The VICTORY was a five-deck, three-masted ship of the line. She was
a first-class vessel with three gun decks, 104 cannons and a crew of
850. The ship was designed by Sir Thomas Slade and built between
1759 and May 1765 at Chatham Shipyard. The launching took place on
7th May 1765, after which she layed at anchor in the Medway for
thirteen years without being put to any particular use.
In 1795 the VICTORY sailed under the command of Admiral Hotham to
the Mediterranean where she served successfully in combat at Cape
Vincent. In February 1797, under Admiral John Jervis, she
participated in the victorious Battle af Cape Vincent, only to be
taken out of service temporarily upon her return to Chatham in
November of the same year. In 1801, she went into dock far two
years, during which time the vessel was given her present-day
appeareance. In 1805 the VICTORY was Captain Nelson's flagship at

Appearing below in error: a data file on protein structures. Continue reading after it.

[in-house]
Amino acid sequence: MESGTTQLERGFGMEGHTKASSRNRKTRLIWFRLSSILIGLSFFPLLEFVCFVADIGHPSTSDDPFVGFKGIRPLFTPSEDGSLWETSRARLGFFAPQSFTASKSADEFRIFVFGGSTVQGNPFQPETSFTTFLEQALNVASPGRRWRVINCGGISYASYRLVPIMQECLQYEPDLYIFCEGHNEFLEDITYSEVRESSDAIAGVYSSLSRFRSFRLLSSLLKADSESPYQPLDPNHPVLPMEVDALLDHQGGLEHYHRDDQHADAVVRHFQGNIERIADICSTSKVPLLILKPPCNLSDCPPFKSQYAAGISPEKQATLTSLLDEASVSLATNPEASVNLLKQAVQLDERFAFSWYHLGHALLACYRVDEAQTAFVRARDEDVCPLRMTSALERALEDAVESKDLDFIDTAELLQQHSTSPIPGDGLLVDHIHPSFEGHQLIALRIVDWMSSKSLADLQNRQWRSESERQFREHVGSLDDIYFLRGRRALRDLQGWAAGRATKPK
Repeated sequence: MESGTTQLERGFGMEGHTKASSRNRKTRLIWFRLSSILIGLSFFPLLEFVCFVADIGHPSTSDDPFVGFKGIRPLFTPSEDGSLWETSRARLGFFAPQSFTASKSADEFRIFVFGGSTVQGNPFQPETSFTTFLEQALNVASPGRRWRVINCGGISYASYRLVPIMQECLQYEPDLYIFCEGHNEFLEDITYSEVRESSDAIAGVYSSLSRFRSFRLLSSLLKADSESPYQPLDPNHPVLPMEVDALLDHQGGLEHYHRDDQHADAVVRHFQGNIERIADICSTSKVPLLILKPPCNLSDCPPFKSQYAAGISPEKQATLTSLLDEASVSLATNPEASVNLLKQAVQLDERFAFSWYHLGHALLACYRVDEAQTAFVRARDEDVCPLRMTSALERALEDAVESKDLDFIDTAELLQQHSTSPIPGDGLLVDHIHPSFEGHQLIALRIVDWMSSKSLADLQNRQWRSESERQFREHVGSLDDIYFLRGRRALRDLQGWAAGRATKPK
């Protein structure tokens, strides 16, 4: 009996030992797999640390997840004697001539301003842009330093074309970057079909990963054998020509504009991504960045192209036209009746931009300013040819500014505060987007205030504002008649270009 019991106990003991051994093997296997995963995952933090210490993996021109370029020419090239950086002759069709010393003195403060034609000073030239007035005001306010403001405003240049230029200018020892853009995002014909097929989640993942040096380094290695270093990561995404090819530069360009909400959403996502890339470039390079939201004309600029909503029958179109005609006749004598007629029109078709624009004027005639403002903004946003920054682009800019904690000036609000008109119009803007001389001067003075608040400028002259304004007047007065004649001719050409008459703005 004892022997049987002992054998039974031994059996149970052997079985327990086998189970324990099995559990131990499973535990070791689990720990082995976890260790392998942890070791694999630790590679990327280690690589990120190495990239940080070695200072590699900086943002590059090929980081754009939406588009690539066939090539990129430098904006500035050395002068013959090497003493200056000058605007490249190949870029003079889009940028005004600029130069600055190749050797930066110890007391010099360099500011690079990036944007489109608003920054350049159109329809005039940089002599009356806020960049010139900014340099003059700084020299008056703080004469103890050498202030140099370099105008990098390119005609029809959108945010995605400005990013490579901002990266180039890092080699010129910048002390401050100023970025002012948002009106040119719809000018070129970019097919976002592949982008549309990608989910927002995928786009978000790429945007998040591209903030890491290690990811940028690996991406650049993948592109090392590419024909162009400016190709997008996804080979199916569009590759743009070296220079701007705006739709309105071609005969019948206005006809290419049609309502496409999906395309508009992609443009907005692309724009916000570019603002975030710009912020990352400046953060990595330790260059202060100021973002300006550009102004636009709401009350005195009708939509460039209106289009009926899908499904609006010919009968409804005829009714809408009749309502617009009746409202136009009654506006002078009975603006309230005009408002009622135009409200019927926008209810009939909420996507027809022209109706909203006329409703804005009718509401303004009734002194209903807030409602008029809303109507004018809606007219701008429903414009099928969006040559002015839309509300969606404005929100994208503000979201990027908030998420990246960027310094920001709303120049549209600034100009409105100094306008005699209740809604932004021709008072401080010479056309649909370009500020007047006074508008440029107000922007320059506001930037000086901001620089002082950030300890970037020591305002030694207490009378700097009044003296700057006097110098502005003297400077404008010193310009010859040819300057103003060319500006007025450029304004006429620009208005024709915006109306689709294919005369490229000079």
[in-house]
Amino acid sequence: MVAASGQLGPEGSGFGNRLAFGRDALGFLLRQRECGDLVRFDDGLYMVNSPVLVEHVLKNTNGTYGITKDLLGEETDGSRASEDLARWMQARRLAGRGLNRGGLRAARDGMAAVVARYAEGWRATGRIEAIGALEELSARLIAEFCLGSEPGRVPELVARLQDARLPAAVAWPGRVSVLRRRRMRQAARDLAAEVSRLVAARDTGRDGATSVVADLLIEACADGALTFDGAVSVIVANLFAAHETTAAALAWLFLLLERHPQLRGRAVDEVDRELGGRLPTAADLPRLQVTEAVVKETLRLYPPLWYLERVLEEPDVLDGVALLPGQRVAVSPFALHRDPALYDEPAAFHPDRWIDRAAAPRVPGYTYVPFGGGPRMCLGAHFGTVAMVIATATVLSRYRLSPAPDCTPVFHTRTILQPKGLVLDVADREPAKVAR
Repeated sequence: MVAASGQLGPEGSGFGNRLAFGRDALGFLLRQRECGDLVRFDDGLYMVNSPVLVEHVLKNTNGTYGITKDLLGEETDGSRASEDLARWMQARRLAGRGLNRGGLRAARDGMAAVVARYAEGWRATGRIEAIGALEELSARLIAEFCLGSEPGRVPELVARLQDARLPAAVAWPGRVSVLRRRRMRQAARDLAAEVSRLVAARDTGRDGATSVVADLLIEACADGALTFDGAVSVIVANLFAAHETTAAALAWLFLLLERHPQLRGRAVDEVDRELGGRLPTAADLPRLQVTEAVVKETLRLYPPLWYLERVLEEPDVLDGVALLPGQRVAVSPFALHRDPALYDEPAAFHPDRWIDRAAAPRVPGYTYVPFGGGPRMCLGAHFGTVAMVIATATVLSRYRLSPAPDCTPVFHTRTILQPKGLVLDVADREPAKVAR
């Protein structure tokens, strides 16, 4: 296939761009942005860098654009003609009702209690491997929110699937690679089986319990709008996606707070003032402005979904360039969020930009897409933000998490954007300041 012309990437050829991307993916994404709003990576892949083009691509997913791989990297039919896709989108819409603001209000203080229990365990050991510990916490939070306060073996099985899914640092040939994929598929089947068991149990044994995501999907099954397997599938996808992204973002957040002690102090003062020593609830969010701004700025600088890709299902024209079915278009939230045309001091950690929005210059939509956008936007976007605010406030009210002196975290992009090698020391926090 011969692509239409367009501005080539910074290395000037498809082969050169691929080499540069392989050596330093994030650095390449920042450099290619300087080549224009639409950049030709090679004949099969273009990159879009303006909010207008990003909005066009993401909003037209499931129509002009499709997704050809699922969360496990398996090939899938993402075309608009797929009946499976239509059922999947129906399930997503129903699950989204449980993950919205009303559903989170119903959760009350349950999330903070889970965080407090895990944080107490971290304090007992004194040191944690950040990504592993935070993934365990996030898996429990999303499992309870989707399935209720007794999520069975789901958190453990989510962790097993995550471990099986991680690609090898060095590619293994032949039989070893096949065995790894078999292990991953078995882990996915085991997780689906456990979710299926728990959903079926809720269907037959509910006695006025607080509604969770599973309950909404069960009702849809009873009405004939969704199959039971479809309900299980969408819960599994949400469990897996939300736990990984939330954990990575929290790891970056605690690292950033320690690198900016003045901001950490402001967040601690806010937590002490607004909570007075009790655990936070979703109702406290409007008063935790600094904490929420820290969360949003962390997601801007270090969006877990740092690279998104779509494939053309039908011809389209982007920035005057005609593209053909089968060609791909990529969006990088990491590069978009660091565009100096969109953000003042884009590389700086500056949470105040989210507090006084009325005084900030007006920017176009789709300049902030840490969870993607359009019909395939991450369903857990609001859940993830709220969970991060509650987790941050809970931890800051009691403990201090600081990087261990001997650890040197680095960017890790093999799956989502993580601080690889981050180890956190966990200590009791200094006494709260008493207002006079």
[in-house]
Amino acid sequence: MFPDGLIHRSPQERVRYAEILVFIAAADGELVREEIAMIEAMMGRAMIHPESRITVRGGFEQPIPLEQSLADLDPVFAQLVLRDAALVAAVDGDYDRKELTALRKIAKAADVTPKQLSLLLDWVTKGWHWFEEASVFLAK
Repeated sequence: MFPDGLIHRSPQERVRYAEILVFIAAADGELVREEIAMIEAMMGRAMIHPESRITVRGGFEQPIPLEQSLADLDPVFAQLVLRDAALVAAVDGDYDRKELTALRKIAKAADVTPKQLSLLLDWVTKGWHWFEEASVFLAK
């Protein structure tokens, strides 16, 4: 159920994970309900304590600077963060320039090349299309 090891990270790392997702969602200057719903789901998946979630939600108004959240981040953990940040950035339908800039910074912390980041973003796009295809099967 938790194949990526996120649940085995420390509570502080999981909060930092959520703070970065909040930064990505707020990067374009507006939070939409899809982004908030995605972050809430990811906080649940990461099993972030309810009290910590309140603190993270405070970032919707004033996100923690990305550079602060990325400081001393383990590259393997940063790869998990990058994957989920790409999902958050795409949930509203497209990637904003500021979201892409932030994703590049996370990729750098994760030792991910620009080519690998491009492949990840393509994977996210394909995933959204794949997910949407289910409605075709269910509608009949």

the Battle of Trafalgar, and under his command she engaged in combat
with Admiral Villeneuve's ships, the BUCENTAURE and the REDOUTABLE.
This battle decided the fate of Napoleanic Europe.
"At one o'clock in the afternoon the BUCENTAURE sailed into the lee
of the VICTORY and presented her stern. As she sailed slowly past,
the VICTORY fired the 68 cannons on her fore deck knocking down
everybody on deck and in the cabins of the BUCENTAURE and so
rendered 300 crewmen unfit for battle. As there was no wind, the
BUCENTAURE could not escape and received salvo after salvo from the
VICTORY's 50 port broadside". (Barrot de Gaissard "Marine de Guerre
à voiles 1750 - 1850").
Although the French defeat was decisive, a seaman firing from the
main top of the REDOUTABLE fatally wounded Nelson who had been in
command during the battle with Captain Hardy as his righthand man.